Now Krebs is asking herself, “What useful stuff can I take back to my college from a year out in the larger world of higher education?” She learned, among other things, that strong leaders learn from their mistakes, and that less effective leaders tend to shy away from taking responsibility when things don’t go well. She also had opportunities to observe how politics—institutional, statewide and national—play out at a large public university.

    “I'm coming back a different citizen of my small campus,” she writes. “I'll never be able to see it again as self-contained. I'll always be looking outside for new ideas, investigating what other folks have tried....

    “And, because I've been in a public system, I'll never again be able to see my own college separately from its location, whether that be town, state, or region. I’m coming back with a new interest in the ways we interact with and give to our community and a new desire to build on that.”


  • Project ace

    Professor Krebs offers a new approach to an old problem

    College ranking systems, guidebooks and the federal government pay close attention to the college and university graduation rates when assessing the quality of an institution. The theory is that the higher the graduation rate, the better the institution is performing.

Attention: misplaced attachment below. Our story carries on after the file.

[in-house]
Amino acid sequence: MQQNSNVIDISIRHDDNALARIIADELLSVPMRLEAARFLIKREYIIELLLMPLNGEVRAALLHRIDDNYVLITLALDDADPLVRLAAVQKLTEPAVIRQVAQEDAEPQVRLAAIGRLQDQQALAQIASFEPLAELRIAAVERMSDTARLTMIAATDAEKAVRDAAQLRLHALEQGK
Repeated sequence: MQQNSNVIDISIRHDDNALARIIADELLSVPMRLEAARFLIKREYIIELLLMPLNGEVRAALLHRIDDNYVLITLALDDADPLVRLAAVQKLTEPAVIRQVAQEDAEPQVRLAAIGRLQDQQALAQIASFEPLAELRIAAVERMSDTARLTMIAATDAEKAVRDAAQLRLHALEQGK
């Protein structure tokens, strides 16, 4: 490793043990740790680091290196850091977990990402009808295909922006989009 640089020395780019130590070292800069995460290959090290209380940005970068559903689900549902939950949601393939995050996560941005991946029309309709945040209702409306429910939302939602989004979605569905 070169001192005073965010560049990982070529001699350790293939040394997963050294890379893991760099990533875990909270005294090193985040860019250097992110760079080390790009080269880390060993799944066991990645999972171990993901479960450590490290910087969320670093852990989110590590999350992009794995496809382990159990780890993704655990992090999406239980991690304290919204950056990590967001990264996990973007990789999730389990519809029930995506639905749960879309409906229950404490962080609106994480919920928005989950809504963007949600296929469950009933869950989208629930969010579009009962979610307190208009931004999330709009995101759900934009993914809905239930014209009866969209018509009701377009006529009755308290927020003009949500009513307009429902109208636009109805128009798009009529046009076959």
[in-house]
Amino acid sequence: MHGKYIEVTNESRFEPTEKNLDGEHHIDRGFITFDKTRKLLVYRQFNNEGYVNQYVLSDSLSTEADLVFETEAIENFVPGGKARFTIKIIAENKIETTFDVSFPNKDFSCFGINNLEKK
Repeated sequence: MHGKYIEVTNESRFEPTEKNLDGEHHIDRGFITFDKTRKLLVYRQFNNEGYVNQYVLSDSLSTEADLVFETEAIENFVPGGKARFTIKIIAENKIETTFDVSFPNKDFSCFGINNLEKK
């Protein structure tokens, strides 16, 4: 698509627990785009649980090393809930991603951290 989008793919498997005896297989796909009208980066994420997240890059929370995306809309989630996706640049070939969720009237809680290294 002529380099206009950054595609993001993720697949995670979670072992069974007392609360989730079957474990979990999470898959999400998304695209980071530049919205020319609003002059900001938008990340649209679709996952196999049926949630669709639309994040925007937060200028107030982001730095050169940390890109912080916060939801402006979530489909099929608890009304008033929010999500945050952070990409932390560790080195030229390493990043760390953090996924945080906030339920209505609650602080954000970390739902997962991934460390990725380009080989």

The problem with that theory is that graduation rates ignore the differences among institutions. For example, says Wheaton Professor Paula Krebs, "a student who transfers from a community college to a four-year institution and completes a bachelor's degree counts as a failure, in graduation-rate terms, for both the community college and the four-year institution."

    Krebs has spent the past year as an ACE Fellow working on a project to offer an alternative approach, which she wrote about with colleague Donna Ekal (associate provost for undergraduate studies at the University of Texas at El Paso) for the most recent issue of the Chronicle of Higher Education.

    The explanation of reverse-transfer programs is receiving a lot of attention in the higher education world. The article has been the Chronicle's most emailed article since it was published on Monday. In addition, the American Association of State Colleges and Universities (AASCU) shared the article with the chief academic officers of its member institutions.

    I've been very excited about the attention it has received," Krebs says. "I hope it will result in closer partnerships between many community colleges and four-year colleges, and I look forward to applying what I've learned this last year now that I'm back at Wheaton.